…as dispute over conditions escalates
A township development that private developers has earmarked for the Aris area located 15 kilometers south of Windhoek has ruffled feathers between the property developers, Environmental Commissioner and the Windhoek municipality.
The respondent represented by Weder, Kauta and Hoveka law firm opposed the appeal lodged by Auas Valley Residents Association against the decision of the Environment Commissioner to grant an environment clearance certificate.
Harmony Mountain Village and Residents of Tranquillity are cited as second and third appellants respectively. In June 2007, the Township’s Board recommended the establishment of Ziveli on certain conditions namely the need to use every available and suitable level area of land and they further highlighted the importance of densification to avoid land wastage.
In Government notice No. 268 in the Government Gazette it was noted that the developer must be able to finance the provision of urban services.
According to sources, the major dispute is related to density and the jurisdiction of the Environmental Commisioner.
Documents also indicate that, “Appellants are self-serving in that they are concerned about the number of people that will live there which may have an effect on their lifestyle as opposed to the impact on the environment.”
‘Those who have holdings there, don’t want others there’, according to our source. The development will consist of 94 single residential units, six general residential plots with the capacity for 189 units, a staff village of 15 units, a town lodge and a small business centre.
The developers added that the township is one of the settlement options aimed at addressing rampant urbanisation while at the same time providing housing for the increasing City population.
Regarding public access, a ‘reserved rights’ principle will be used to outsiders.
“There will be an access control, similar to other housing estates on the perimeter of Windhoek.
There will be one high density site with a density of 1/150 square meters for flats,” the township’s visual landscape assessment report indicates.
In a letter addressed to Environment and Tourism minister Pohamba Shifeta on 10 October 2017, Dirk Oosthuizen said the township has an estimated value in excess of N$650 million.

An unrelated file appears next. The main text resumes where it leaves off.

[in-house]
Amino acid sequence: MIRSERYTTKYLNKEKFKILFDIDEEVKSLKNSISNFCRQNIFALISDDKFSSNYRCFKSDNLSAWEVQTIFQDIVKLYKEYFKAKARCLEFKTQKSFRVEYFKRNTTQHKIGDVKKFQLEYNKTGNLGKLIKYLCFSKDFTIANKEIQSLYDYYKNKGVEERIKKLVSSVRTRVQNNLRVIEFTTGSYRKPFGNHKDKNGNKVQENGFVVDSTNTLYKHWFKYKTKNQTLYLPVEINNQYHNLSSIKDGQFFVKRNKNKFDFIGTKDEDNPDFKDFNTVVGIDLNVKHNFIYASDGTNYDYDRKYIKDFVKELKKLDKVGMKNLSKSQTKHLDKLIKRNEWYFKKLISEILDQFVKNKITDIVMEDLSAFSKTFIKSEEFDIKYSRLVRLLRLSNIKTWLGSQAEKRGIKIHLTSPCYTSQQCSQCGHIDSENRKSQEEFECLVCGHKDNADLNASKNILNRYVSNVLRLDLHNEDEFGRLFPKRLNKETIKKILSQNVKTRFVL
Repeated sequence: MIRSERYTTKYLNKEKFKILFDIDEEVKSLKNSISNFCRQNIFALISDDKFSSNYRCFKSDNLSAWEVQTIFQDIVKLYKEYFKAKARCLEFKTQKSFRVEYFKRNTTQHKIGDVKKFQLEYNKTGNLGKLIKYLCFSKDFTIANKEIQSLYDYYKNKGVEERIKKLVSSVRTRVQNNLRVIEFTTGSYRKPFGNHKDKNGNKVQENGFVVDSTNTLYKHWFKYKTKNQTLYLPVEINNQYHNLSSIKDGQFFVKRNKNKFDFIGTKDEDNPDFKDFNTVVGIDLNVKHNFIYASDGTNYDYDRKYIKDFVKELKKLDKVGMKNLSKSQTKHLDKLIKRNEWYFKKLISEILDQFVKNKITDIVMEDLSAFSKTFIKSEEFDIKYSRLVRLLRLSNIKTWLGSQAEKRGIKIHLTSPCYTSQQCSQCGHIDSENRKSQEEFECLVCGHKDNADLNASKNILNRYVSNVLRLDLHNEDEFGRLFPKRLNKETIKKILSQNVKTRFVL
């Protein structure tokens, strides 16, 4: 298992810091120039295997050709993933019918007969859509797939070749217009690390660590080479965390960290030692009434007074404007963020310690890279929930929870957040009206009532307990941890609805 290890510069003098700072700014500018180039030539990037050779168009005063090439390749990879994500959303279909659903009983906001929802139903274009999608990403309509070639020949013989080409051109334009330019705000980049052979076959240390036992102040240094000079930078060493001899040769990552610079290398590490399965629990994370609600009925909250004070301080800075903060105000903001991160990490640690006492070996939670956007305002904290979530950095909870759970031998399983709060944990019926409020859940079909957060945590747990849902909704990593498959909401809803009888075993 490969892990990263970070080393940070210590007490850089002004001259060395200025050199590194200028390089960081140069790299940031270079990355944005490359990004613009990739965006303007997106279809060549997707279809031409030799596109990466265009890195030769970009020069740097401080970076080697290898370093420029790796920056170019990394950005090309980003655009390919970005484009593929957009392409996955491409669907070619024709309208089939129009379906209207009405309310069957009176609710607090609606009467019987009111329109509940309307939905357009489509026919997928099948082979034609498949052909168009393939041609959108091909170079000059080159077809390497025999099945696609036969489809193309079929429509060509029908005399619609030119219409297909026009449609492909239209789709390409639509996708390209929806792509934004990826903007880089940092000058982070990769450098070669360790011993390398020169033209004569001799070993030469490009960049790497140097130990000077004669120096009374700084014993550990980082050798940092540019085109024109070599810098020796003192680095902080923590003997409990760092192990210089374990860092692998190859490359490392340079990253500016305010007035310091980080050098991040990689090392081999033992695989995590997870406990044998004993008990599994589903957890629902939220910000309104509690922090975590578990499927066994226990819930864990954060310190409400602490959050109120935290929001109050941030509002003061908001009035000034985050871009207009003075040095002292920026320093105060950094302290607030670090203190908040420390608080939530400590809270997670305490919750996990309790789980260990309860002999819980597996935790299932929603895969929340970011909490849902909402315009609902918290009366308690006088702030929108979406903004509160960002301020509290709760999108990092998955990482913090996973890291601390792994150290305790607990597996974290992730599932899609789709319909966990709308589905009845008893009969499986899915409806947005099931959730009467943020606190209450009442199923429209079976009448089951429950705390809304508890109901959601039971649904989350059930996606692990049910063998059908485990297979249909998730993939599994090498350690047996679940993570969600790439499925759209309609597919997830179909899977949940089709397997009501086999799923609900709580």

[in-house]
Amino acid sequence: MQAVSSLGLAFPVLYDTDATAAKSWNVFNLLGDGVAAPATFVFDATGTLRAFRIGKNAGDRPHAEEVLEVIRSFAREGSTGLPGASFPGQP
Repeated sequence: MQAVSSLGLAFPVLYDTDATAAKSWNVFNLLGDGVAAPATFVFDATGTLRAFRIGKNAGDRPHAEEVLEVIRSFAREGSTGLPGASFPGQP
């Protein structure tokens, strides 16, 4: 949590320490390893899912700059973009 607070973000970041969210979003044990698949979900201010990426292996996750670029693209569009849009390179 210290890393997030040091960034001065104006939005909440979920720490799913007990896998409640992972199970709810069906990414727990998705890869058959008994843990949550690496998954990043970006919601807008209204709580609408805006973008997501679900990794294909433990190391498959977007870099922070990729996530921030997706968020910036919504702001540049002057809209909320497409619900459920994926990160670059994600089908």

“It is without doubt one of the largest private sector housing initiatives in the current economic climate in and around Windhoek,” he said. Oosthuizen told Shifeta that it took close to a decade to obtain all allowances, consents and financing for the mega project.
According to Dirk Oosthuizen from Square Foot Developers, the project will bring more than N$100 million worth of construction work into the economy during the first phase. Oosthuizen adds that a further N$500 million will be pumped into the next five to seven years.
“We have followed all the right procedures and have all the required allowances, agreements and consents in place.
It took more than 10 years of negotiations, planning and fighting, and a huge amount of capital, yet we can still not start on site,” bemoaned Oosthuizen.
He added: “By the appeal against a legitimately obtained EIA, we are thrown yet another unreasonable hurdle to overcome, and are expected to bear the associated costs which such a delay brings with it.”
Oosthuizen said although the appeal does not make the EIA void, financial institutions refuse to release any funds for the development.
He also complained that the holding cost brought upon by the appeal have become unbearable.
Another impediment to the multi-million township deal is the extension of the City boundaries in 2011 which states that all land withing the extended boundary area is now under the jurisdiction of the City of Windhoek and subject to local authority by-laws.
This means the land on which the proposed township is to be built falls within the jurisdiction of the City of Windhoek.
It is understood that since the approval for the township construction was granted before the City boundaries were extended, the township should therefore not have to comply to the municipality’s rules and regulations.
The Patriot understands the CoW is contemplating doing a town planning scheme for the whole extended area.
This is because a determination has to be made in terms of services required and more specifically the waste management process.
Documents seen by this newspaper indicate that the zoning of the township known as Ziveli should be included in the Aris Amendment Scheme.
Some of the conditions attached to the environmental clearance certificate include the inclusion of a monitoring programme for the early detection of possible contamination of groundwater and soil.
Another condition set out is that no general residential unit will be developed with more than two stories or with more than three bedrooms each.
The density of the residential units must also not be less than 1/300 square meters.
The matter is expected to appear in the High Court next month on 6 July in front of Judge Harald Geier.